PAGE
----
Thursday, 11 February 2010
2010: A bad year for Ye Olde Pound?
Take a look at this chart of the British Pound (chart courtesy of StockCharts.com).
Notice the two red down-facing arrows I have annotated, and the red and blue lines on the graph itself. The blue line is the 50-day moving average ("MA") of the black line (the value of the Pound), and the red line is the 200-day MA. This is a standard basic chart that most people will start out from, with the 50 and 200 day moving average in addition to the item itself that is being examined, before moving on to add other tools that help them come to their conclusions.
Back in early 2008 (the first of the two red arrows I have placed on the chart), you can see that the 50-day MA crossed below the 200-day MA. This is a negative sign in a chart. As would then be anticipated, the Pound went on to temporarily bounce back up to the 200-day to test it, and fell away again. This is a very negative sign as far as anyone analysing this chart will be concerned, and they would sell the item on seeing this occur. And they did, right through to early 2009 when the price bottomed out and went on to break up above the 50-day MA again, decline to bounce off it for a test, and then race back up to and through the 200-day MA. So, that's history and chart technicals 101 out of the way.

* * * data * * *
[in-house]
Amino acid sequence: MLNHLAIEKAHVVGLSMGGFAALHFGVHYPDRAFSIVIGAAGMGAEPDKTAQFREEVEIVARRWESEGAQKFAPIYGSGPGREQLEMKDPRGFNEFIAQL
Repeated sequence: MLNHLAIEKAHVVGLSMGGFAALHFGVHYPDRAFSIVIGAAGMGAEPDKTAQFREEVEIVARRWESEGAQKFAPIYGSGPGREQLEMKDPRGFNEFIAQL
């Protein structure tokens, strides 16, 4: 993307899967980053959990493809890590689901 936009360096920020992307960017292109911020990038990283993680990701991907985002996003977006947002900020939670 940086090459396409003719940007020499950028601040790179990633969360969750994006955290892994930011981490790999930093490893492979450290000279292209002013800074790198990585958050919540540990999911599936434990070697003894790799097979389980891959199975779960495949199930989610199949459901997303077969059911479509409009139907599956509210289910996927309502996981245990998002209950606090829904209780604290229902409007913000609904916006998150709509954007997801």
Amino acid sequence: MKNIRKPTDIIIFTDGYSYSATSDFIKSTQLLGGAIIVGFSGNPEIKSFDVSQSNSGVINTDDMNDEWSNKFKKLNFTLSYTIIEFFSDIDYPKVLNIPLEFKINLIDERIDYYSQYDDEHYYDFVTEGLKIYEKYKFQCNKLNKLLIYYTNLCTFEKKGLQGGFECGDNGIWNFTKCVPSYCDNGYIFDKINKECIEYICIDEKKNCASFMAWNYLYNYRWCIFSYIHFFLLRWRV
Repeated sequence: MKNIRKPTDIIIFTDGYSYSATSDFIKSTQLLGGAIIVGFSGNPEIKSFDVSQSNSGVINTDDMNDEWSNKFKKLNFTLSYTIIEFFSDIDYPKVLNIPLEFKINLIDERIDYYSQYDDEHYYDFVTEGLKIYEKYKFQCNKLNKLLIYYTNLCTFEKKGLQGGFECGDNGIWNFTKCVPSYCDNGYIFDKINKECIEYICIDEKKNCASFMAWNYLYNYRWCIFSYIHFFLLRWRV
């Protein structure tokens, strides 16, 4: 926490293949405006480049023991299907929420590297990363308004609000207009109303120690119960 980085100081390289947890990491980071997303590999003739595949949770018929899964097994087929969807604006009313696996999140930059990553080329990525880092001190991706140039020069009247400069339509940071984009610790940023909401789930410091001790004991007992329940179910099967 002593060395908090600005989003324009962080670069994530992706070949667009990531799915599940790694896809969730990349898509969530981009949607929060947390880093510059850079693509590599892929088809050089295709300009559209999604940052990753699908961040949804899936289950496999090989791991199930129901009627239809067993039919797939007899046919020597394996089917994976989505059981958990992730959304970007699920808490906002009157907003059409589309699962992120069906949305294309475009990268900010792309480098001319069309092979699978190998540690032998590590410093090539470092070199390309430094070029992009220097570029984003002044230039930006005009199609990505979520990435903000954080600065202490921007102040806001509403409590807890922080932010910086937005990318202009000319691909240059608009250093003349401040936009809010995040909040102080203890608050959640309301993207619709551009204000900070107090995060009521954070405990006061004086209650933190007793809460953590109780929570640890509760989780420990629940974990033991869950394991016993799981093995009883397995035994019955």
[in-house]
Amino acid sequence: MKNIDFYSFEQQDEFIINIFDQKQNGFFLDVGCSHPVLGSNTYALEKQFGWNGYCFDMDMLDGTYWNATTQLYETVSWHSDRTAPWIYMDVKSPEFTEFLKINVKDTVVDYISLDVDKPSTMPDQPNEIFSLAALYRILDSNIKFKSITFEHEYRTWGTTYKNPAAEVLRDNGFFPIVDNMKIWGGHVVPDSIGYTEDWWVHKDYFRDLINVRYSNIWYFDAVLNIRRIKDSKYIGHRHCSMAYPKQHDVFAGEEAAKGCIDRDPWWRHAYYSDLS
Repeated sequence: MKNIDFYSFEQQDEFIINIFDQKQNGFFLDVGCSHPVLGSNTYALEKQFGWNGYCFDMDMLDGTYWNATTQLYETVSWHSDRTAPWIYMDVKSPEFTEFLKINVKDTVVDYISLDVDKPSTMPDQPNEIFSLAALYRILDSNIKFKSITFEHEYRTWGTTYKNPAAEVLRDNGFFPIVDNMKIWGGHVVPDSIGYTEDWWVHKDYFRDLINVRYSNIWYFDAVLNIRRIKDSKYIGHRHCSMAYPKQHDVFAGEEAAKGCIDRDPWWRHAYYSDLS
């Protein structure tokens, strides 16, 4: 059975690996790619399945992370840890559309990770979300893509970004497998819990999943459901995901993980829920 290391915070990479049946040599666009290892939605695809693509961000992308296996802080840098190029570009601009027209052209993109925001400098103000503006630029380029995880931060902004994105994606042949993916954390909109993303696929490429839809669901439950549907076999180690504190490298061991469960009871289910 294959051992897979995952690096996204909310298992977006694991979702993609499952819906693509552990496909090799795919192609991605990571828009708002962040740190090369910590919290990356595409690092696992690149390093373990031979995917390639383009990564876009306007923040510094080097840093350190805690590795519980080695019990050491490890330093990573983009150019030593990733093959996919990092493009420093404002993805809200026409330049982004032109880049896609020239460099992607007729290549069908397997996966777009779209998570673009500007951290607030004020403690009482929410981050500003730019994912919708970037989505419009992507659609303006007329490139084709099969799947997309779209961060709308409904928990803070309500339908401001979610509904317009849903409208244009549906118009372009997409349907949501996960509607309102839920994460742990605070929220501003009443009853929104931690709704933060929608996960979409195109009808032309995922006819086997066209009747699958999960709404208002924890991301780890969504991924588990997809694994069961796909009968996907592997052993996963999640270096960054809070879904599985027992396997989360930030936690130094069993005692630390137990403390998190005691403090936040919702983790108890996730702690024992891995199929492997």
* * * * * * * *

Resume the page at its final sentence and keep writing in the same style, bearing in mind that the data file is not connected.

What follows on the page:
I just noticed today that the 50-day MA has broken back below the 200-day MA late last week (see the second red arrow). Going forward it will be telling to watch and see if the price can bounce back and go back up through the 200-day MA line again, in which case we can relax. Or it might go back and touch it, then bounce off it for another sell signal. If that happens, the Pound might drop significantly from these levels again.